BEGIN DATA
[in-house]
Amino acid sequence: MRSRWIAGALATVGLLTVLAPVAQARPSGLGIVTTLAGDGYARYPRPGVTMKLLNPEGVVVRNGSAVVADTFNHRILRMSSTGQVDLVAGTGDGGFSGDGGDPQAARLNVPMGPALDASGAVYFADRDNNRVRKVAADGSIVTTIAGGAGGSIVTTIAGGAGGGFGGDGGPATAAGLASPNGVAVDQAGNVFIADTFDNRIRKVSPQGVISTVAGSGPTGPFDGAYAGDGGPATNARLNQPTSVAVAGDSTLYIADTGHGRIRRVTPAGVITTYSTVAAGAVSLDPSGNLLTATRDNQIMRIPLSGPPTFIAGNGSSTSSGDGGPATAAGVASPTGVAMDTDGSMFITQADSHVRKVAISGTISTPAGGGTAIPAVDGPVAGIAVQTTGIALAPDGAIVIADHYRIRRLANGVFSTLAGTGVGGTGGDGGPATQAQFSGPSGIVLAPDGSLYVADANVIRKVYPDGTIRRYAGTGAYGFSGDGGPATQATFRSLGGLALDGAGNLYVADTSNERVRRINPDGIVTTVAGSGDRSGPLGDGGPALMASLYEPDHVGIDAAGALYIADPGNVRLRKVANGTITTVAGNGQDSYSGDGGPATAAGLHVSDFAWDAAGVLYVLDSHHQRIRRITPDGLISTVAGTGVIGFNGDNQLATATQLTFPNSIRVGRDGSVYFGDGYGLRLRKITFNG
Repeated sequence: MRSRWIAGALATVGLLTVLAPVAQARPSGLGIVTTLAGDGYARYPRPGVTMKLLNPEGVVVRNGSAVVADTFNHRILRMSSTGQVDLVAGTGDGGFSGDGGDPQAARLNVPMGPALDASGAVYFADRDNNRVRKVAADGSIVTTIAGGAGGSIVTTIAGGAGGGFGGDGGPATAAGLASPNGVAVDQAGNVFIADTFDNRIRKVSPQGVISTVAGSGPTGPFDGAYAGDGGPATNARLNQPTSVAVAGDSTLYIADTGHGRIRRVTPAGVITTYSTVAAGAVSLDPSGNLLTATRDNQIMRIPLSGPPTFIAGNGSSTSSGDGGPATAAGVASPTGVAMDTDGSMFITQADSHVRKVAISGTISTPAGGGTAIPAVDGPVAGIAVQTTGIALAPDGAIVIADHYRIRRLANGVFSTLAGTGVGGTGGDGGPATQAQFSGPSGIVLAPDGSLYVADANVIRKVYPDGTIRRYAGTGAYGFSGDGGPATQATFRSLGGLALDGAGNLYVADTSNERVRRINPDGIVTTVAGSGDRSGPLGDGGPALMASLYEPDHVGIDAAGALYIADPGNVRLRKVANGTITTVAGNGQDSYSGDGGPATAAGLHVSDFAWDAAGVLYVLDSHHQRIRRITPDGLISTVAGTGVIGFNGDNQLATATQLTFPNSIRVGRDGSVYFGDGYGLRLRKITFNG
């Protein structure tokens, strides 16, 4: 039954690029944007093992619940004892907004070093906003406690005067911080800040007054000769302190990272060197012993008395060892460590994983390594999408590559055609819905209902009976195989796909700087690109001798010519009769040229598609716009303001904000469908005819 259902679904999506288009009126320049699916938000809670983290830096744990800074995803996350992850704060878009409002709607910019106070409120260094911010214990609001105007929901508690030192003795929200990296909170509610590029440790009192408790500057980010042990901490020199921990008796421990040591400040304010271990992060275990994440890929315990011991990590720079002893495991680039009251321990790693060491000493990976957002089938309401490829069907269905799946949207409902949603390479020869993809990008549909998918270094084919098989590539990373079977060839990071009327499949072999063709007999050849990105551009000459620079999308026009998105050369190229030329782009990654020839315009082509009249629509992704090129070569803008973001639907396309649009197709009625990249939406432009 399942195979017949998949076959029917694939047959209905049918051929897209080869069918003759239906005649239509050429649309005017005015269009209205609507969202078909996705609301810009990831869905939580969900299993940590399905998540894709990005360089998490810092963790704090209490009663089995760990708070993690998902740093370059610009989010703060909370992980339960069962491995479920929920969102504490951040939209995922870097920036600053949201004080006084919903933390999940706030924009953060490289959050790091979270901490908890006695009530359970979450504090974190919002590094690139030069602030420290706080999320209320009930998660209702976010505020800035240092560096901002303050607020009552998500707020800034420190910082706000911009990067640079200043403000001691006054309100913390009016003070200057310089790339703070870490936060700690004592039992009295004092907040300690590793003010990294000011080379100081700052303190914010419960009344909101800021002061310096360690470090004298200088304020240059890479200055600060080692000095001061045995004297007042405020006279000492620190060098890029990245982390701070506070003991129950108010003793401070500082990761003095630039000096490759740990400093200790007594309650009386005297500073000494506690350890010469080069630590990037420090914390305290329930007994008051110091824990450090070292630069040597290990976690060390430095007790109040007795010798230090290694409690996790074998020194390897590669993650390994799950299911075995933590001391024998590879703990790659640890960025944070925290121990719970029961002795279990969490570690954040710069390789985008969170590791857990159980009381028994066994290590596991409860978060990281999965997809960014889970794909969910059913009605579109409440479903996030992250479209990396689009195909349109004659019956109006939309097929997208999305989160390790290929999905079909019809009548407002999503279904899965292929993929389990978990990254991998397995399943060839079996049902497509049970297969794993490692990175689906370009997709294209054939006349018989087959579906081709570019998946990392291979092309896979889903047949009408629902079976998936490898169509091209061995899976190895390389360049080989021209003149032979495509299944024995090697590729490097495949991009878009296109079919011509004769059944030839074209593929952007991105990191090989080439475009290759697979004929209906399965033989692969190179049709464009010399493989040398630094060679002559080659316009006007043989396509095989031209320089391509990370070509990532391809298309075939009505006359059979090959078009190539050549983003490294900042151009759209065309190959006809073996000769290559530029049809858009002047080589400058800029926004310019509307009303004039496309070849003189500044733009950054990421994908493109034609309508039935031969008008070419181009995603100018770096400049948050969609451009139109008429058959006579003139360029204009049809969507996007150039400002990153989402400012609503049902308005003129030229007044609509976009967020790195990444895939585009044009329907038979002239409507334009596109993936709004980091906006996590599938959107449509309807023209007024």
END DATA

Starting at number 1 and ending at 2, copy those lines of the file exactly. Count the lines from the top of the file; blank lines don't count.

[in-house]
Amino acid sequence: MRSRWIAGALATVGLLTVLAPVAQARPSGLGIVTTLAGDGYARYPRPGVTMKLLNPEGVVVRNGSAVVADTFNHRILRMSSTGQVDLVAGTGDGGFSGDGGDPQAARLNVPMGPALDASGAVYFADRDNNRVRKVAADGSIVTTIAGGAGGSIVTTIAGGAGGGFGGDGGPATAAGLASPNGVAVDQAGNVFIADTFDNRIRKVSPQGVISTVAGSGPTGPFDGAYAGDGGPATNARLNQPTSVAVAGDSTLYIADTGHGRIRRVTPAGVITTYSTVAAGAVSLDPSGNLLTATRDNQIMRIPLSGPPTFIAGNGSSTSSGDGGPATAAGVASPTGVAMDTDGSMFITQADSHVRKVAISGTISTPAGGGTAIPAVDGPVAGIAVQTTGIALAPDGAIVIADHYRIRRLANGVFSTLAGTGVGGTGGDGGPATQAQFSGPSGIVLAPDGSLYVADANVIRKVYPDGTIRRYAGTGAYGFSGDGGPATQATFRSLGGLALDGAGNLYVADTSNERVRRINPDGIVTTVAGSGDRSGPLGDGGPALMASLYEPDHVGIDAAGALYIADPGNVRLRKVANGTITTVAGNGQDSYSGDGGPATAAGLHVSDFAWDAAGVLYVLDSHHQRIRRITPDGLISTVAGTGVIGFNGDNQLATATQLTFPNSIRVGRDGSVYFGDGYGLRLRKITFNG